Canterbury Park, Shakopee, Minn logo

In The Neighborhood (5/4/2008)

Matt Wiebke stood in the winners’ circle Saturday after the first stakes race of the 2008 racing season, the $50,000 Shot of Gold stakes, offering details of how he got there and how he got involved in the sport in the first place.
He thought back to that spring of 2001, a few months after he moved into his Bloomington house. Occasionally, he spotted his next-door neighbor running an errand, doing a chore. The fellow had a familiar look to him, and so Wiebke finally approached the man.
Wiebke had been to Canterbury enough times to put two and two together. “Hey, are you Paul Nolan?” he asked.
Yes, his next door neighbor was the fellow he has seen ride many times in Shakopee. Conversations ensued. Wiebke craved any information Nolan could provide.
“If nothing else, I figured I might get some good betting tips,” Wiebke recalled.
The relationship grew into a friendship. Wiebke began following the horses Nolan rode. “I’d go to Canterbury and cheer for him,” he said.
And in the days after a good weekend at the track, the Bloomington neighbors would continue their talks. “Paul’s a story teller, you know,” Wiebke added. “I would soak in anything he said.”
Wiebke wanted more.
“Paul told me I should get into owning a horse,” Wiebke said. “It had never crossed my mind. I had a certain stereotype of an owner in my mind and it wasn’t me.”
It is now.
The first thing Wiebke wanted was a trainer who was reliable, trustworty and good. Nolan directed him to Jamie Ness. “I think we all know the story with him,” said Wiebke. That was the start.
Wiebke is the investment business, so the next step he took paralleled what he does frequently in the financial world. “I’m used to pooling assets,” he said. “Forming partnerships.”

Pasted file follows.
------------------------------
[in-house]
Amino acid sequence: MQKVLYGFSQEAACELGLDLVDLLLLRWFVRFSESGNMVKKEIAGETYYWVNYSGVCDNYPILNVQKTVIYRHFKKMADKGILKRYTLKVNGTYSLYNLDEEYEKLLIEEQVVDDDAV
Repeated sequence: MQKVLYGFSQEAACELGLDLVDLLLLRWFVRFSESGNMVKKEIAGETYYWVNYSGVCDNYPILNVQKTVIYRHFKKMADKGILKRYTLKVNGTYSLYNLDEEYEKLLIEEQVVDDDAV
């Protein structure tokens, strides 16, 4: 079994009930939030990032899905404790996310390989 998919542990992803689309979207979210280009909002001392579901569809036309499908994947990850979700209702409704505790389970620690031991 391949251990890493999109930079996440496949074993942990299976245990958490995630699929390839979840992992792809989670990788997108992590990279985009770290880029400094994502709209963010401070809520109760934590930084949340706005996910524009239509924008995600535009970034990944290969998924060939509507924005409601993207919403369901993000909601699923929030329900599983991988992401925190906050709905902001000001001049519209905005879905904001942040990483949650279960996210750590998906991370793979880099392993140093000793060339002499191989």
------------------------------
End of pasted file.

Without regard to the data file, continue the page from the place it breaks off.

Originally, there were three investors in Web’s Gems Stable.
“It’s now grown to 14,” Wiebke said, moments after the stable’s 4-year-old gelding, Tytus, nosed out Prospective Kiss to win the first stakes race of the season.
Tytus is the star of the stable and there is a story here as well.
Web’s Gems Stable had a tough start.
The group bought a horse that was claimed right away. They claimed another but an injury prevented him from running for six months.
In January, Web’s Gems latched onto a couple of money-makers that enabled them to expand the stable. “We kept buying and buying,” said Wiebke.
Last October, Wiebke got a call from Ness. The stable had just lost a horse in a claim. “When we lose one, I want to get another one right away,” said Wiebke. Ness told him there were were nine horses to keep an eye on at Hawthorne, including a Michael Stidham horse named Tytus”We don’t go to auctions. We don’t breed. We have to take other people’s rejects,” said Wiebke, who zeroed in on Tytus and made the choice after receiving two decision-making signs.
It was Breeders’ Cup day and Wiebke liked Tale of Ekati in the Juvenile. Tytus had the same sire, Tale of the Cat. There was a diamond on Ekati’s silks. There was a diamond on Web’s Gems silks. Enough said.
Web’s Gems Stable claimed Tytus for $25,000 at Hawthorne that day.
Web’s Gems got Tytus in a two-way shake with another trainer, who immediately offered them $35,000. “Jaime called to tell us we could pick up a $10,000 profit in just minutes. I figured the trainer was low-balling us,” said Wiebke.
The deal was nixed, and the decision to do so validated after Tytus set a track record (1:16 and 1/5) for 6 1/2 furlongs at Tampa Bay Downs last December and avoided a claim at the same time “We figured we had something then,” said Wiebke.
Tytus validated that belief on opening day and is being considered for the Brooks Fields Stakes on June 7.
` On Saturday night, following the horse’s first stakes win, there was a gathering in the barn to toast Tytus. “The sun was setting,” said Wiebke, who then offered to take the group of 12 to dinner. .
Wiebke, Mr. and Mrs. Paul Nolan nine other investors in the stable headed to Ruby Tuesday. This time, it was Wiebke’s turn to spin a tale.
“I had a story about how far we’ve come,” he said.